The collet 18 supports a plurality of clamps in independent and typically circumferentially arrayed fashion about a periphery of the workpiece 12. Each clamp includes a subassembly consisting of a linearly displaceable and biased (e.g. spring loaded) pin, see at 28 and 30, which coacts with associated and radially displaceable locking pins, see further at 32 and 34, these being actuated into locking position with circumferential locations associated with the workpiece 12.
As is further referenced by the end/bottom view of
A feature associated with each clamping assembly is the incorporation of a wedge-shaped interface between the linearly displaceable (wedge) pins, 28 and 30 and coacting radially displaceable lock pins 32 and 34. As illustrated in
It is contemplated that the linear displaceable pins may each or selectively be pre-biased in a given (locking) direction through the incorporation of a mechanical bias. Alternatively, the linearly traversable pins may be actuated by a pressurized fluid source, and as will be subsequently described, may operation in conjunction or separately from a spring loading component associated with the linearly traversable pin (see pin 30 in
A threaded adjustment bolt 44 extends from an end of the pin 28 opposite the radially traveling component (or associated lock pin 32) and in order to define a range of adjustment or travel of the lock pin 32 (within the overall range specified by the recessed surface). The head of the bolt 44 is shown shouldered against a fixed end wall surface 46 against which an inner end of the pin 28 abuts, further such that the threaded shaft end can be rotatably interengaged relative to an interior pocket 46 defined in linearly extending direction within the pin 28 and in order to define a range of actuation of (each of) the linearly traversable pins.
The linear traversable pin 28 exhibits an arcuate projecting end portion, see at 48. The corresponding radial traveling lock pin 32 further exhibits a recessed interior 50, see as shown in the cutaway of
The ability to clamp a workpiece at as many contact points as possible, combined with the incorporation of a wedge or irregular shaped coaction between respective linear and radial displaceable components associated with each clamp, renders possible the application of a minimal force to clamp a part, while still locking that part into position, this again due to increasing the number of contact points with the workpiece. The further advantage derived from this arrangement is the reduction or avoidance of part deformation resulting from extreme clamping forces (a significant problem with in particular thin-walled workpieces).
The wedge arrangement illustrated by the arcuate projecting end 48 of associated linear pin 28 illustrates only one arrangement, it being understood that other wedge, cam or irregular surface designs can be incorporated into an interface between the linear 28 and radial 30 clamp elements, and in order to achieve the above-discussed objectives, while preventing the tooling from backdriving the radial lock pins and linear slide pins out of contact with the workpiece 12.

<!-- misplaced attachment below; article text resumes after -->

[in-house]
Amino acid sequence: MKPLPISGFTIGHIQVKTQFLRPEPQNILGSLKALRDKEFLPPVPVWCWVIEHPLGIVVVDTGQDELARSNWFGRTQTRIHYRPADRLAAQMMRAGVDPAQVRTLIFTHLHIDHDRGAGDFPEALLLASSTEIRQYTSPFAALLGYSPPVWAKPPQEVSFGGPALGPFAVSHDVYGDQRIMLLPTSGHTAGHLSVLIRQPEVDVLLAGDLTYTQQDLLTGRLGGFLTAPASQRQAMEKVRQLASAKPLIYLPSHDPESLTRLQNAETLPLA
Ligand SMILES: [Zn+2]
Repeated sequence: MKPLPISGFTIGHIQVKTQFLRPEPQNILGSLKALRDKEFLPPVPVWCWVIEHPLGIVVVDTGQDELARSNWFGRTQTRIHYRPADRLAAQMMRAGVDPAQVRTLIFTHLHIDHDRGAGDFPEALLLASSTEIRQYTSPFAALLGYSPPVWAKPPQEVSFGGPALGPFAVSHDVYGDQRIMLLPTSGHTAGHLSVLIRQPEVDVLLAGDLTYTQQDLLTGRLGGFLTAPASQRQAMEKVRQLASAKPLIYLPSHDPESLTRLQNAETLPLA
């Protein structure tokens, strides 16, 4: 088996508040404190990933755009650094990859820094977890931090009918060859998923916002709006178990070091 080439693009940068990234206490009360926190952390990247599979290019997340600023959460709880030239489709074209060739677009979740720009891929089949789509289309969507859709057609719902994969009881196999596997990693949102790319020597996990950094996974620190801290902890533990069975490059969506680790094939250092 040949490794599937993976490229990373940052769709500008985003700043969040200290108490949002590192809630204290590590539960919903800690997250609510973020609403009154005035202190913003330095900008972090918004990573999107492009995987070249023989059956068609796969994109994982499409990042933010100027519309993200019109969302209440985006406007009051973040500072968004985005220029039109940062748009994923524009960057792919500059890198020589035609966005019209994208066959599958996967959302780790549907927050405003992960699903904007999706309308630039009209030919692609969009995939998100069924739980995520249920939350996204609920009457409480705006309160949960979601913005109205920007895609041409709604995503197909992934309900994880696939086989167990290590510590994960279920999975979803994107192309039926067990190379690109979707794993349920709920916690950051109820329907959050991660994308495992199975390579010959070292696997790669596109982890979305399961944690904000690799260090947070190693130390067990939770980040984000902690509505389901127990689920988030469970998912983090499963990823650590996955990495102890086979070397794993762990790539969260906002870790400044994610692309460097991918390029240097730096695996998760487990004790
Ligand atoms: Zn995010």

A fluid pressure supply tube 52 extends through a central location associated with the fixed sleeve portion 16 of the chuck. An outermost extending pressure supply nozzle 54 (embedded within the body of the chuck assembly 10) is in fluidic communication with the collet through a fluid delivery component, see at 56, this in turn being in communication with the fluid supply tube 52 via a fluid conducting passageway 58. Referencing in particular
In the initial engagement condition referenced in
A common manifold can be incorporated into the collet 18, and which may include such as the rotary support collar 20 feeding pressurized fluid from an exterior source (not shown) to individual fluid delivery components (or a modified single delivery component communicable with all of the linear actuating sliding pins associated in turn with all of the annularly arrayed clamps). The use of hydraulic or pneumatic actuation can precisely balance clamping forces through the use of a common manifold and allows pressure to build uniformly over all of the sliding pins and associated, wedge actuated, lock pins in a manner such that pressure progressively diverts to each lock pin not yet in contact with the part and until all pins are gripping the workpiece. At that point, a uniform clamping force is achieved regardless of the contour of the part being gripped.
If the part tolerances allow, other types of spring or mechanical actuation can be employed, as they do import some deformation based on large irregularities and this may in fact be desirable in certain applications. However, and due to the reduced forces required for clamping the workpiece, the present design generates pressure equal to or greater than that achieved with only a few large clamps, with resulting reduced deformation.
Referring further to
In this manner, fluid pressure is directed (or redirected) to operate in at least one of a clamping and an actuated release condition, whereby the fluid pressure is applied in one possible variant to overcome a spring loading forced applied to the linearly traveling pin (such as illustrated at 28) to release actuate the locking pin 32. Alternatively, the fluid pressure can be applied in switching fashion between fluid driven clamping and fluid driven release conditions in the absence of any type of mechanical holding or biasing arrangement, including again spring loading of the linear slidable pins.
The construction of the clamps, including in particular the spring loaded nature of the linearly traversable sliding pins 74 and 76 as well as the provision of the adjustable end screws and the displacement range defining side apertures is similar to that shown and described in the initially disclosed embodiment of
A series of fluid passageways (not illustrated in this embodiment) extend from locations associated with the nozzle 86 to distant locations either the workpiece or associated and radially directed lock pins 78 and 80 (see as shown at 88 and 90 in
Having described my invention, other and additional preferred embodiments will become apparent to those skilled in the art to which it pertains, and without deviating from the scope of the appended claims.